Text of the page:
Castleden, H. and Garvin, T. (2008), “Modifying Photovoice for community-based participatory Indigenous research”, Social Science and Medicine, Vol. 66, No. 6, pp. 1393-1405.


Centers for Disease Control and Prevention (2013), “Can eating fruits and vegetables help people to manage their weight?” Research to Practice Series 1, 1-6, available at: 7.pdf (accessed 1 January 2014).

Number: 99

Alcohol Consumption Behaviours in Vietnam: A Tale of Two Cities Lukas Parker, RMIT University Vietnam Hau Pham, RMIT University Vietnam Linda Brennan, RMIT University Dang Nguyen, University of Oxford Torgeir Aleti, Victoria University

Cobb, N., Kileen, M. and Cullen, T. (2006, May 2), AI/AN Pediatric Height-Weight Surveillance System, Department of Health & Human Services, Indian Health Service, Division of Epidemiology and Disease Prevention, Albuquerque, NM.

Davis, S.M., Clay, T., Smyth, M., Gittelsohn, J., Arviso, V., FlintWagner, H., Rock, B.H., Brice R.A., Metcalfe, L., Stewart, D., Vu, M. and Stone, E.J. (2003), “Pathways curriculum and family interventions to promote healthful eating and physical activity in American Indian schoolchildren”, Preventive Medicine, Vol 37, No. 6 Pt 2, pp. S24-34.


This paper presents results of a study into social drinking behaviours in Vietnam with a view to gain an understanding of how consumption norms are established and transferred within the cultural setting. Covert observations were used to study the dynamics of group drinking behaviour among adults consuming alcohol in various selected types of public venues in Vietnam’s two largest cities, Ha Noi and Ho Chi Minh City. The results show considerable differences in drinking behaviours and social practices between these two cities. This means that social marketing initiatives will need to be mindful of these differences in order to promote responsible drinking and consequently reduce the rate of alcohol-related problems.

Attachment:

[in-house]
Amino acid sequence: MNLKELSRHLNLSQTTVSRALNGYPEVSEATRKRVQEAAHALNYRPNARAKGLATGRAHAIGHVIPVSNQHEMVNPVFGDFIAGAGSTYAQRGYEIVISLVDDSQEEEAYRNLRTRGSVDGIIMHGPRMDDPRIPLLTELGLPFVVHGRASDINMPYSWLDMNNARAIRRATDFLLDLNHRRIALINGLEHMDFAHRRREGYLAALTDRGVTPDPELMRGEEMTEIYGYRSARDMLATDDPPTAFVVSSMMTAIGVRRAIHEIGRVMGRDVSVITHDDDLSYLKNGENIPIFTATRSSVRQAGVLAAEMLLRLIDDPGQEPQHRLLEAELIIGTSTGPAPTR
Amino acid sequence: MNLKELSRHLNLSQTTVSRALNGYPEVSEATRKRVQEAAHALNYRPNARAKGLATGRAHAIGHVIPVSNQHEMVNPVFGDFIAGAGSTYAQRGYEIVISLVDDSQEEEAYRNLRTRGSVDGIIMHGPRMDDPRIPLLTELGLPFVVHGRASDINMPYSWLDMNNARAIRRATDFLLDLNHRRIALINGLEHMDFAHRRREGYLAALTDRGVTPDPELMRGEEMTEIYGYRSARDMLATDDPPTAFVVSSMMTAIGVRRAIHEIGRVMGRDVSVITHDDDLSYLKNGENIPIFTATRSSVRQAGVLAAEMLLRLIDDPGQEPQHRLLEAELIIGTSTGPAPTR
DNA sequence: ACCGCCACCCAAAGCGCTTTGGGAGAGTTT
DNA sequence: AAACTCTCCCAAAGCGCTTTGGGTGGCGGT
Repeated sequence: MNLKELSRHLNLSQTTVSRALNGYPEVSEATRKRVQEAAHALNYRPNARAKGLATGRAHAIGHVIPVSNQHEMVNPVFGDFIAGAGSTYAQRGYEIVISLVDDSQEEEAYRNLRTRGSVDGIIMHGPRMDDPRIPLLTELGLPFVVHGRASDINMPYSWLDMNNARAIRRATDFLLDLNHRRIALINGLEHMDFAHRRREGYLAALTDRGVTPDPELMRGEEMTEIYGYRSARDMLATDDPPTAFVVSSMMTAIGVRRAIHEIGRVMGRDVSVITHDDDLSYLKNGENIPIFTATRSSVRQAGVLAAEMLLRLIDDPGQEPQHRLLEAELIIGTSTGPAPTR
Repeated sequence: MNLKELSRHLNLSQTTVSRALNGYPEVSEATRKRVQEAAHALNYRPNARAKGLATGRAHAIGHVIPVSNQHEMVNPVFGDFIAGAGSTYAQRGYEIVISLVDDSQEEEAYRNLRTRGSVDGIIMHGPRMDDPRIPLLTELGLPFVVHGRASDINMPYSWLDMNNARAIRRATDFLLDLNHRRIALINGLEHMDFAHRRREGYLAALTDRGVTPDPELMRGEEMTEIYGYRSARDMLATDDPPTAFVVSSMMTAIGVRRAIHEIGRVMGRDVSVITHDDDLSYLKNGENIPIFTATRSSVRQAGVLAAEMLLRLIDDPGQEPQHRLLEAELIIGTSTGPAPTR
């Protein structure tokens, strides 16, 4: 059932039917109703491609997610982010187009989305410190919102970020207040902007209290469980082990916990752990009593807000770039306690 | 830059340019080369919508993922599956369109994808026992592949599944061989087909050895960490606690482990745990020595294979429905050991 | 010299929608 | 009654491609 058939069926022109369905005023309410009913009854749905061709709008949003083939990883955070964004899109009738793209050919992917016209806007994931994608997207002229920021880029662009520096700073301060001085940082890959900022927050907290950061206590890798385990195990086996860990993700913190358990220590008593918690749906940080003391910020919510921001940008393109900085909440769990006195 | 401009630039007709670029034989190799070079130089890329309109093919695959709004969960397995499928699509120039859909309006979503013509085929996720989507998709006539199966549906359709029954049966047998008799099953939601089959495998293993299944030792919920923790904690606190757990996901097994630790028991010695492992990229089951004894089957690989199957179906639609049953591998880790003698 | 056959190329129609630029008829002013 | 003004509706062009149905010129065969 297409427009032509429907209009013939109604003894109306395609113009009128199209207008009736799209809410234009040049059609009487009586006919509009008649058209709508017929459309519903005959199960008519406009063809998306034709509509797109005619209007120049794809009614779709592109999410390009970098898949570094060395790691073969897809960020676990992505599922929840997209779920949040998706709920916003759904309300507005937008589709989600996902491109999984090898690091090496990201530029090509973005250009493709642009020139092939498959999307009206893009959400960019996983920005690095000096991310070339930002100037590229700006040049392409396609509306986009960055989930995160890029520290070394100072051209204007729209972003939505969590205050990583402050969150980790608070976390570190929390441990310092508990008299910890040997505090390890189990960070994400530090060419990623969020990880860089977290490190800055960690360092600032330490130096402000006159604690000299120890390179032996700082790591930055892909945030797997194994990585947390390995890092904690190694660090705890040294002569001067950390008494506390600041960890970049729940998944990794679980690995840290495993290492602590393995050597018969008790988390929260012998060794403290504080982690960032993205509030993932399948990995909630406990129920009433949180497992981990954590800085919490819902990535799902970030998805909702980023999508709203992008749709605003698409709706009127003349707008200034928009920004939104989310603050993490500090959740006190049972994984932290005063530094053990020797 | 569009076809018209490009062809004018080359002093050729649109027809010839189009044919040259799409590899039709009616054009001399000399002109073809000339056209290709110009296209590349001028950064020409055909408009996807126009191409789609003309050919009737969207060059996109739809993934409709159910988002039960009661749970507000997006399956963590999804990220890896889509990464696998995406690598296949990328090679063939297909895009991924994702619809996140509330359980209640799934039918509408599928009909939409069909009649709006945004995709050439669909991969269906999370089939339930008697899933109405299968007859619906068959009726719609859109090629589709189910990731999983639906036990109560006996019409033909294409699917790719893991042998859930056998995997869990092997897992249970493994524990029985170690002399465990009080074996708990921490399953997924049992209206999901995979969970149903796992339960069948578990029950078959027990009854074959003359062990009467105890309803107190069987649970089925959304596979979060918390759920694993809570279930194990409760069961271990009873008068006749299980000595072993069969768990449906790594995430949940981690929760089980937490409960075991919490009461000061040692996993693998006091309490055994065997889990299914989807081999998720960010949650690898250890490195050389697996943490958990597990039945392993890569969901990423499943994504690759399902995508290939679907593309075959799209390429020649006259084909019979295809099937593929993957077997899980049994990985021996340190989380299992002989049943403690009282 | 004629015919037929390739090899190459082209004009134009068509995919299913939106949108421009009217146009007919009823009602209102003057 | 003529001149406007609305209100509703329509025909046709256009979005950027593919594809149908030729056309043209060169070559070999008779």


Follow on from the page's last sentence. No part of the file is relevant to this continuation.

Fila, S. A. and Smith, C. (2006), “Applying the Theory of Planned Behavior to healthy eating behaviors in urban Native American youth”, International Journal of Behavioral Nutrition and Physical Activity, Vol. 3, No. 11, pp. 1-10.

Garcia-Dominic, O., Wray, L.A., Trevino, R.P., Hernandez, A.E., Yin, Z. and Ulbrecht, J.S. (2010), “Identifying barriers that hinder onsite parental involvement in a school-based health promotion program”, Health Promotion Practice, Vol. 11, No. 5, pp. 703-713. Gray, A. and Smith, C. (2003), “Fitness, dietary intake, and body mass index in urban Native American youth”, The American Dietetic Association, Vol. 103, No. 9, pp. 1187-1191.

Number: 54

Can social marketing approach help towards better law implementation?

Indian health service: The federal health program for American Indians and Alaska Natives (2011), U.S. Department of Health and Human Services (2013), (accessed 1 January 2014).

Tanja Kamin, University of Ljubljana and Daša Kokole, Noexcuse Abstract

The paper focuses on social marketing’s response to concerns regarding alcohol availability which is strongly related to excessive alcohol consumption among young people. It demonstrates that regulation on limiting alcohol availability to young people is not effective if not supported with good strategy for its enforcement. Our study is based on experimental design and shows that social marketing interventions can increase the effectiveness of regulation; they can bring results in increasing compliance with the law when it

Jernigan, V. B. B., Salvatore, A. L., Styne, D. M. and Winkleby, M. (2012), “Addressing food insecurity in a Native American reservation using community-based participatory research”, Health Education Research, Vol. 27, No. 4, pp. 645-655.

Jernigan, V.B., Duran, B., Ahn, D. and Winkleby, M. (2010), “Changing patterns in health behaviors and risk factors related to cardiovascular disease among American Indians and Alaska Natives”, American Journal of Public Health, Vol. 100, No. 4, pp. 677-683.